With April’s gubernatorial election in Tokyo just around the corner, major candidates have announced their decisions to run. This political event comes amid the world’s red-hot competition for intercity popularity.
While advanced-nation cities such as New York, London and Paris are enhancing their charms through fresh improvements in the fields of information, finance, culture and education, emerging-nation cities such as Beijing, Shanghai, Hong Kong and Singapore are growing greatly because of their strengthening economies.
According to the world’s urban rankings for 2008 released by the Mori Memorial Foundation, Tokyo placed fourth, thanks to its competitive edge in such fields as economy and environment, after New York, London and Paris in that order and remains the highest-ranking city in Asia. But its status is in jeopardy.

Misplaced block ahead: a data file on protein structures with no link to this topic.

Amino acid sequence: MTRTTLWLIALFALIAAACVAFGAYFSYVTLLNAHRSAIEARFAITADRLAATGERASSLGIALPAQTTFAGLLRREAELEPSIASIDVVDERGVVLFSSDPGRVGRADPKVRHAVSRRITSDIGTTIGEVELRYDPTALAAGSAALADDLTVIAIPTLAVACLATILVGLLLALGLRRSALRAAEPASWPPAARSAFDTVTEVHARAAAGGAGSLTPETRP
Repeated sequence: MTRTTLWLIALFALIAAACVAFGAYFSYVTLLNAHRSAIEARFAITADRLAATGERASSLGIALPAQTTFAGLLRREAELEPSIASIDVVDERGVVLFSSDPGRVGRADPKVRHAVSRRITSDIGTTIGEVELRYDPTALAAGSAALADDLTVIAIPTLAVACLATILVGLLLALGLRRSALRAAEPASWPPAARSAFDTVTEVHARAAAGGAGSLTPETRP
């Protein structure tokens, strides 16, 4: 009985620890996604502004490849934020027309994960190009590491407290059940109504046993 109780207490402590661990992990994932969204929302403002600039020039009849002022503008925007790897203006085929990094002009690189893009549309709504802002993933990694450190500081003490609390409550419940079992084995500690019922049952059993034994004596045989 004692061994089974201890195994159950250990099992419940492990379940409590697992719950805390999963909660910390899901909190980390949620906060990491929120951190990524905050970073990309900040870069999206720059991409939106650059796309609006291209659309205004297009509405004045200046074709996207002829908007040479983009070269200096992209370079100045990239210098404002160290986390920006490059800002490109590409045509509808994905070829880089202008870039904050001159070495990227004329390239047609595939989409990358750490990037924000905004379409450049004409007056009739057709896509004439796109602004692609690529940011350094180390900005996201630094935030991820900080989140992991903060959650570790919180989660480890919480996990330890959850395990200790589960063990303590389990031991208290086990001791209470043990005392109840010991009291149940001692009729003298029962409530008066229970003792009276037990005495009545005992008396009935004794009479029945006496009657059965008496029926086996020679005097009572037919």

In the international competitiveness ratings announced by the International Institute for Management Development, Japan had stayed in first place up to 1993 but dropped to 27th last year. Reflecting this trend, the number of foreign companies listed on the Tokyo Stock Exchange (TSE) fell from a peak of 127 in 1991 to only 12 recently while the TSE was overtaken by the Shanghai market, with its status dropping to fourth place.
The major factors responsible for this change include the flight of direct investment from Japan and the tendency of some foreign firms to move the core of their Asian operations from Tokyo to Hong Kong and Singapore.